Julian’s theology is decisively non-dualistic (as is that of all authentic mystics). She is non-dualistic as we have seen when dealing with sensuality and substance, body and soul, matter and spirit, the Divine and creatures including the human (“between God and the human there is no between” she tells us).
Another dualism that she takes on, inherited from patriarchal theologians such as St. Augustine, deeply affected by Plato’s dualisms, is the dualism of nature vs. grace. (A dualism picked up heavily by the Protestant reformers such as Luther and Calvin as well.)
Wherever there is patriarchy and wherever the quest for imperialism reigns there will always be dualism just as there will always be control manias and pessimism, a breeding ground for cynicism and despair.
But no such dualism that sets nature against grace is found in Julian.
Like Meister Eckhart, who preceded her (he died thirteen years before her birth), who said “nature is grace,” and like Thomas Aquinas who preceded Eckhart and who turned his back on platonist dualism by choosing Aristotle over Plato because he does not denigrate matter and is not dualistic, Julian set out to heal that awful rift between grace and nature set loose by the platonic and neo-platonic influences on Christian theology.
Nature and Grace are in harmony with each other. For Grace is God as Nature is God.
This would seem to drive the arrow into dualism itself and the distortions and disfigurements religion makes of our relationship to our bodies, our sexuality, our earthiness and the rest of creation in the name of a nature/grace mindset.
Julian expands her teaching this way:
God is two in manner of working and one in love. Neither Nature nor Grace works without the other. They may never be separated.
She simply demolishes the dualism of nature and grace. This makes her a feminist for, as feminist theologian Rosemary Ruether points out, dualism is the mark of patriarchy and non-dualism lies at the center of feminist philosophy.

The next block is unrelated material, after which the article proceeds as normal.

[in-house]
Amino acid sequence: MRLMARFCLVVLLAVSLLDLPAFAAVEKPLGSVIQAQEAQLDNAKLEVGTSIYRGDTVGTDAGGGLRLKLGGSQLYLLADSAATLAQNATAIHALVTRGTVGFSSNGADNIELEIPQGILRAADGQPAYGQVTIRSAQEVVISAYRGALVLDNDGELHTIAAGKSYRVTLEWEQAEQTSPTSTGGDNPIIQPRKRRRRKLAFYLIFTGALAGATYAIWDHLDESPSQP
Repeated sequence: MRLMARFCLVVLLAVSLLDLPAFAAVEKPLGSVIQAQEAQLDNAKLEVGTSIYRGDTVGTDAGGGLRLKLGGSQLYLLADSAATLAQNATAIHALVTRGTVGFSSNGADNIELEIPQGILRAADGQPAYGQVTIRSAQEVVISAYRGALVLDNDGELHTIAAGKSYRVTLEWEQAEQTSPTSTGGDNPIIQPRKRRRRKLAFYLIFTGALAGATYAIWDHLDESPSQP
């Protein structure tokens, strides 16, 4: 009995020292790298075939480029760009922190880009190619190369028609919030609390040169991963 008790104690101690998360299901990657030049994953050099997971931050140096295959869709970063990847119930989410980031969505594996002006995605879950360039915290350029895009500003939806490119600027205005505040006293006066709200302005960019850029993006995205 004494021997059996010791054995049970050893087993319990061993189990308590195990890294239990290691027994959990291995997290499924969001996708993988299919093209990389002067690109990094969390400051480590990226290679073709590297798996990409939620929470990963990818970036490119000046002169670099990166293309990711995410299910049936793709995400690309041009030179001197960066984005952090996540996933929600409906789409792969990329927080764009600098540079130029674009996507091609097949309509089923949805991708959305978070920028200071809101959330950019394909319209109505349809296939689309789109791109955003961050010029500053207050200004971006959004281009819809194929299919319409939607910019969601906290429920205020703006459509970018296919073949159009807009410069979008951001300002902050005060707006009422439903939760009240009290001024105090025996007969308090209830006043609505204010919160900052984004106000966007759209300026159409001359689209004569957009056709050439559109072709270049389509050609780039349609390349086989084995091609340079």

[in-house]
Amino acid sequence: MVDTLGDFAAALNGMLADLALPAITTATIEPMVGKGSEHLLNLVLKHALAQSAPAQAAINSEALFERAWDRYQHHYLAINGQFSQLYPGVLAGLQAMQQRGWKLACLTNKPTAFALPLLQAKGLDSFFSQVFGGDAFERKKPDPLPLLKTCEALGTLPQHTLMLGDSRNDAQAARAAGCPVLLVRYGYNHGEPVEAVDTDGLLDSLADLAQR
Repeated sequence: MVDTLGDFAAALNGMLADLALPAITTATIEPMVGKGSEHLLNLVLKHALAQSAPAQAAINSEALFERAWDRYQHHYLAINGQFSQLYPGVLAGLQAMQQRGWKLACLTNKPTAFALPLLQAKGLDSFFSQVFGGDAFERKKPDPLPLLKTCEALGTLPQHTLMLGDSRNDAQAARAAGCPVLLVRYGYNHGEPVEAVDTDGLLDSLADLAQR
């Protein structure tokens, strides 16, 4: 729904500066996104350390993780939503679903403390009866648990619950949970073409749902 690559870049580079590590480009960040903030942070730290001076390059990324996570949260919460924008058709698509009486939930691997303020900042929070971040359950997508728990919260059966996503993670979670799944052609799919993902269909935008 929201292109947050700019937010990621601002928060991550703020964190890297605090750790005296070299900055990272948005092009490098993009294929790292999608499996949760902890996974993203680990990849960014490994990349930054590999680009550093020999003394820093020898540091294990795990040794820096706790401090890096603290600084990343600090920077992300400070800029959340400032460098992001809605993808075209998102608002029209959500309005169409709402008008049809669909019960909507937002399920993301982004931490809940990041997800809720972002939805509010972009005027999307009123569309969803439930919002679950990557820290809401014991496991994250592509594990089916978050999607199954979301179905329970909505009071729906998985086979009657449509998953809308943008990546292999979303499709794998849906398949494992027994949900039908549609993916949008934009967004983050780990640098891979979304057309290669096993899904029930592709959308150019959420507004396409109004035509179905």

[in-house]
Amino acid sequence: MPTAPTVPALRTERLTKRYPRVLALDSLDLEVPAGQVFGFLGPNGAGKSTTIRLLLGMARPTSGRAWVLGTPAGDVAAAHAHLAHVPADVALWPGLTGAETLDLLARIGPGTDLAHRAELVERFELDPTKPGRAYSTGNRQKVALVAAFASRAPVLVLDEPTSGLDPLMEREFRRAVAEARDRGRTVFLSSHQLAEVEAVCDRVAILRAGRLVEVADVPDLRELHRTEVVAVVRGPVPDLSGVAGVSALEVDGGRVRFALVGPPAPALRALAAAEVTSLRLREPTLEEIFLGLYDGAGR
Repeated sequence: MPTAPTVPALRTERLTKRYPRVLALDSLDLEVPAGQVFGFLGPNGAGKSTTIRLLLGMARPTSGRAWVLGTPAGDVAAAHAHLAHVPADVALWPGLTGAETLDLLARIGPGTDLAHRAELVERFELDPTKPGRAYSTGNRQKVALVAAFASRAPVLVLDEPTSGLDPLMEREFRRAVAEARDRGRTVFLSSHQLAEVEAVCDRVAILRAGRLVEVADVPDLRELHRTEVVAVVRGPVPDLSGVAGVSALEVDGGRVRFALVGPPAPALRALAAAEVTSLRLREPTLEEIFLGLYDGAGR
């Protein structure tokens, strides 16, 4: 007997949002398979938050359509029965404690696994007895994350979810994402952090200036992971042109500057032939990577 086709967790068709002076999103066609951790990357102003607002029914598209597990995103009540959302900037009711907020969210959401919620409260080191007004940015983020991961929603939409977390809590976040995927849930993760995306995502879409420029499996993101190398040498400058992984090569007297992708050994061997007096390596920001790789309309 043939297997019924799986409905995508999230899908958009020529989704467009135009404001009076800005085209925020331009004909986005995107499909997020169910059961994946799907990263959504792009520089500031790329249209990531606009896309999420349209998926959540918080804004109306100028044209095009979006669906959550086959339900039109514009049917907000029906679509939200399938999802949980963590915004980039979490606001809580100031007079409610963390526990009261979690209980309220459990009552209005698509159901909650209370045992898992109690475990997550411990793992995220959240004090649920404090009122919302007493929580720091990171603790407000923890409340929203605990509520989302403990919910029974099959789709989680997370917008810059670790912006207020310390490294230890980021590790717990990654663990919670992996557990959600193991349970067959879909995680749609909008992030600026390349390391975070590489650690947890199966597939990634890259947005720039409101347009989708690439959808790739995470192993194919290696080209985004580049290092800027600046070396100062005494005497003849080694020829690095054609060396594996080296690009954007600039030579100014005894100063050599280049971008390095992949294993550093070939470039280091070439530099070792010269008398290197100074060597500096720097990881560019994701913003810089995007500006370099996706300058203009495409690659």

Julian reminds us that “we are indebted to God for our nature and grace.” Nature, she says, “comes from God…and no flaw or fault has been found in it.”
Contrast this teaching with that of the very popular Thomas a Kempis, author of Imitation of Christ, who followed on Julian of Norwich and who tells us in his writing that, “every time I go into nature I withdraw from God.”
Once again, Julian stands up as a champion of creation spirituality and as one who trusts nature and human nature. Indeed, she often makes the point that faith means trust. For example, she writes:
Faith is nothing else but a right understanding of our being—trusting and allowing things to be; A right understanding that we are in God and God whom we do not see is in us.
Translations from Brendan Doyle, Meditations with Julian of Norwich, pp. 107-109, 89.
See Matthew Fox, Original Blessing, pp. 81-87, 208-219, 257-264.
Banner Image: “A 3D rendering of Indra’s net, an illustration of the Huayan concept of interpenetration.” Image by Schnerf~commonswiki on Wikimedia Commons
Queries for Contemplation
Give your own examples of how nature and grace work in tandem and honor one another.
Have you come to the mature understanding, as Julian does, that faith means trust? What follows from that awareness?